Guilford passes blight law
Wednesday, February 4, 2009 6:29 AM EST
By Rachael Scarborough King, Register Staff
GUILFORD — The Board of Selectmen approved the town’s first blight ordinance Monday night after hearing from about a dozen residents during a public session.
The body split on the question, voting 3-2 in favor of the ordinance, with Republicans Cynthia Cartier and Joseph Mazza dissenting.
Most of the residents who spoke at the hearing said they were in favor of the proposal.
Mazza said he did not think Guilford had enough of a problem with blight to warrant a new ordinance.
“I understand there are a couple of properties in town that could be eyesores or could be a problem for the neighbors, and I’m sensitive to that, but I don’t see a need to put another ordinance on the books,” he said. “I’m worried about over-regulation, (and) I’m worried about property rights.”
But Selectman Salvatore Catardi said he thought the ordinance would assist town staff.
“I don’t think this ordinance is intended to be punitive in nature,” Catardi said. “The fact that there are fines will help move people along in compliance.”
When dealing with blighted properties that posed a health risk in the past, officials said, the town has taken owners to court. The new ordinance would make the process more straightforward and faster, allowing the town to levy a fine of $90 per day for a house deemed to be blighted.
The definition of housing blight in the ordinance includes property that “is in a condition which poses a serious threat to the safety, health, and general welfare of the community;” attracts illegal activity; is exposed to the elements, dilapidated or infested with animals; is “chronically neglected or abandoned;” or has garbage or unused equipment and vehicles in an area visible from the road or neighbors’ property. The ordinance says that the town’s zoning enforcement officer, health director and police officers will enforce the act.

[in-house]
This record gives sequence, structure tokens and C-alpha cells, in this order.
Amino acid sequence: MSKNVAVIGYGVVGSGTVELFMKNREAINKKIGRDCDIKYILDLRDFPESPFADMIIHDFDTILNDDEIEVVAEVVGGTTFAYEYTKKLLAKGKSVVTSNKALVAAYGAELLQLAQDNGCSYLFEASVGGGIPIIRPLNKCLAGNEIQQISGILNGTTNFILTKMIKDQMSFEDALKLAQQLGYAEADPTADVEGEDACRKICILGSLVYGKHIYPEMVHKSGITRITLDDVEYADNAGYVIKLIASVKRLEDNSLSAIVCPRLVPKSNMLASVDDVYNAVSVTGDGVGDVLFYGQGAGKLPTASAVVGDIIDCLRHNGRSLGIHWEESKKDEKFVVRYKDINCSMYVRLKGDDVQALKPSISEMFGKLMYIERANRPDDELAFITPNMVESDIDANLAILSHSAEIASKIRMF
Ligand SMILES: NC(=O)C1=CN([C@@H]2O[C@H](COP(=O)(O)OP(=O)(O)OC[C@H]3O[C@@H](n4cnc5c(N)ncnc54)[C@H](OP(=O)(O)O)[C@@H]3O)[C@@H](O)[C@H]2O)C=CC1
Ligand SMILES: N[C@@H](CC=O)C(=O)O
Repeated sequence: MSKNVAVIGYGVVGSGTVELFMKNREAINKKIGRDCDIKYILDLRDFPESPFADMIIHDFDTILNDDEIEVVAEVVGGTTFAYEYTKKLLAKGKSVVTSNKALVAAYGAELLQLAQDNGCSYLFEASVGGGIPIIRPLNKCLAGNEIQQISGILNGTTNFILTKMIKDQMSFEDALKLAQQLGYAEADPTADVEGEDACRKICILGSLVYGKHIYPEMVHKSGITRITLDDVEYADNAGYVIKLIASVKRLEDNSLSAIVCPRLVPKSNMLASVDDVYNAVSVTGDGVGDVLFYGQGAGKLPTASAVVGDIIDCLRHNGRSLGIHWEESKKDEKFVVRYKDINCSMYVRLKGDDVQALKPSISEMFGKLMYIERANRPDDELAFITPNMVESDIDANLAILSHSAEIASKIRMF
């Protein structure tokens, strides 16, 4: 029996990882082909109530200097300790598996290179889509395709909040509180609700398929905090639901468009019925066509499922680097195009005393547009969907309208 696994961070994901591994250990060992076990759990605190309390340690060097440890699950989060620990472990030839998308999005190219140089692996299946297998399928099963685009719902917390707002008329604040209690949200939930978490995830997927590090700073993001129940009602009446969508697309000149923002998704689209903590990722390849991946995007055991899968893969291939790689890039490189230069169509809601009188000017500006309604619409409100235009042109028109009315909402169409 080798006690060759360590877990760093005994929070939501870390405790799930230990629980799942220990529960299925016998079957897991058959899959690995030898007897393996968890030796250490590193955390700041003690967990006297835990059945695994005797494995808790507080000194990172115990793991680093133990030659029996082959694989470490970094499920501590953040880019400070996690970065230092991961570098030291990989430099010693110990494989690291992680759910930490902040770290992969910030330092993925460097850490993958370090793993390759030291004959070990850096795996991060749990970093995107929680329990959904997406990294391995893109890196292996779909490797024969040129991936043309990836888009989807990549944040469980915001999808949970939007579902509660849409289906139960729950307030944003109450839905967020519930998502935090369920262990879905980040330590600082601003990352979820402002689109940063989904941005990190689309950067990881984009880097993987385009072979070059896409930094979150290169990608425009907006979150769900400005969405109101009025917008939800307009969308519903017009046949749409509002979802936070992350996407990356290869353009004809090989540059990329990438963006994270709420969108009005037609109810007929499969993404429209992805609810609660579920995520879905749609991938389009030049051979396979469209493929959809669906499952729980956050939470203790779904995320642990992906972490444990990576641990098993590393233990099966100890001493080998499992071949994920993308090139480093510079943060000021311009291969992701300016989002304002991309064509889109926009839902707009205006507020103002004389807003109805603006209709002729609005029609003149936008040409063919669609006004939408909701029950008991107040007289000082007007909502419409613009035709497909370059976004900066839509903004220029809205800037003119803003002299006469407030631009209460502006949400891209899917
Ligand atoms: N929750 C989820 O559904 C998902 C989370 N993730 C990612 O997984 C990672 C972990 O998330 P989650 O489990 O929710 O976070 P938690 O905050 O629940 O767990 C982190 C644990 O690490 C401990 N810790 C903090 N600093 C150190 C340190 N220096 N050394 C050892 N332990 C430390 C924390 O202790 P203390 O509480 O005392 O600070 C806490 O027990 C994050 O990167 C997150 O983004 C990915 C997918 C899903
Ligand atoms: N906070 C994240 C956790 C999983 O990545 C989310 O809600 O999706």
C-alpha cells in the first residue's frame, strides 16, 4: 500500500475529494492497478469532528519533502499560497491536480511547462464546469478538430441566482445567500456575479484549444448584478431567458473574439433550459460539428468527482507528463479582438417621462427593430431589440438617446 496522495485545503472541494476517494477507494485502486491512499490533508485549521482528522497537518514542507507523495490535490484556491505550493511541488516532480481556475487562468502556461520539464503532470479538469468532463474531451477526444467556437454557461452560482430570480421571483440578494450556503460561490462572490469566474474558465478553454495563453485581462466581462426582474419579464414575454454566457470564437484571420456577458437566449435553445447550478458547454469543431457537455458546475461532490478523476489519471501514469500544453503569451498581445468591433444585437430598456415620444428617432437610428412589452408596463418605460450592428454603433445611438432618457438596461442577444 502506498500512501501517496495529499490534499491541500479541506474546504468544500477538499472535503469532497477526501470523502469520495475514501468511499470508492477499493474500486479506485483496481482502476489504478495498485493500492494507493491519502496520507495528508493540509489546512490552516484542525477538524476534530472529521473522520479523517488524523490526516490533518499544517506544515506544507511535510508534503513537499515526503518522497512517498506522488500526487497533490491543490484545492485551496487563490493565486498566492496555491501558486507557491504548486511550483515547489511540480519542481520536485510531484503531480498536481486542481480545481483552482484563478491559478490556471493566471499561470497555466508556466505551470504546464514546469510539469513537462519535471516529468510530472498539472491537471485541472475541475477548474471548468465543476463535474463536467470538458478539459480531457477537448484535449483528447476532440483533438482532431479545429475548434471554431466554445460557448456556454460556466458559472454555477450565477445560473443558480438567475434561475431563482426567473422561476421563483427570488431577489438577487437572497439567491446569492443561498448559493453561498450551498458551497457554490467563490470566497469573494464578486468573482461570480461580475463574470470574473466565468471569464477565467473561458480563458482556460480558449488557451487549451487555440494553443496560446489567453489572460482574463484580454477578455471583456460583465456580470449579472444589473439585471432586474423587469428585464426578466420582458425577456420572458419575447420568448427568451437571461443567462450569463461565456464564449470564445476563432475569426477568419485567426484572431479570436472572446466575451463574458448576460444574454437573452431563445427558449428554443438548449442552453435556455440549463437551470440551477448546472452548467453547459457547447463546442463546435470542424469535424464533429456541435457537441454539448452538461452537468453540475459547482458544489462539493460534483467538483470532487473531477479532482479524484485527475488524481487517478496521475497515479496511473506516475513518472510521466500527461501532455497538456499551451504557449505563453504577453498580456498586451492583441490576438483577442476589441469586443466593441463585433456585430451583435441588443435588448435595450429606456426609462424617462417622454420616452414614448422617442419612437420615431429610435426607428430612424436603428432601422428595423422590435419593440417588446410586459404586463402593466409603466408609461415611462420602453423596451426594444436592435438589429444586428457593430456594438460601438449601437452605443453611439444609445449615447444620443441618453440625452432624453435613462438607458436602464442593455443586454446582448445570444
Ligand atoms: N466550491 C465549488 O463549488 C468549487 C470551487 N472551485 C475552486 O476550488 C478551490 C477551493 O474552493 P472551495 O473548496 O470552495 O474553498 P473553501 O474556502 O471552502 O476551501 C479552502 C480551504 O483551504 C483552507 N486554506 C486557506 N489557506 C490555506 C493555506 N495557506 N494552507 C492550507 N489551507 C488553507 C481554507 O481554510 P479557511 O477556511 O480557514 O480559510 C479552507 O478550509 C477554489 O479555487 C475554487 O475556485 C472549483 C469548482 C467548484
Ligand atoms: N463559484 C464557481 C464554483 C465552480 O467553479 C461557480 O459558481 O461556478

First Selectman Carl Balestracci said that Guilford has had a few abandoned or trash-filled properties in the past that neighbors complained to the town about, but it took years to solve the problems in the court system.
“It doesn’t happen every day, but when it does happen we want to have something that has teeth so we can remedy this in a timely manner,” he said.
The ordinance also sets up a three-person Blight Appeals Committee to hear appeals of decisions.
In response to questions from residents, Cartier, who ultimately voted against the ordinance, said that it would not deal with “aesthetic issues” such as the height of grass or the color of a house.
“It’s addressing issues that were harmful to the community or harmful to the property itself,” she said.
Resident Carolyn Cooper said she thought the ordinance was both too narrow — in excluding commercial properties — and too broad in the number of enforcement officers who could determine whether a property should be considered blighted.
“Enforcement of the new ordinance as currently written risks several unintended and negative consequences to the welfare of the town,” Cooper said. “It is, frankly speaking, an open invitation to NIMBYism by neighbors who are intolerant of different lifestyles and it is an invitation to snobbery.”
Several residents of Mulberry Point Road spoke in favor of the ordinance, saying a property near them had been abandoned for decades, an issue they hoped the blight ordinance would address.
Joan Hickey said she thought having a blight ordinance could take the burden off residents in dealing with problems.
“When neighbors try to do this — that’s another thing the ordinance will help — it causes a great deal of antipathy,” she said. “Somebody loves that junk.”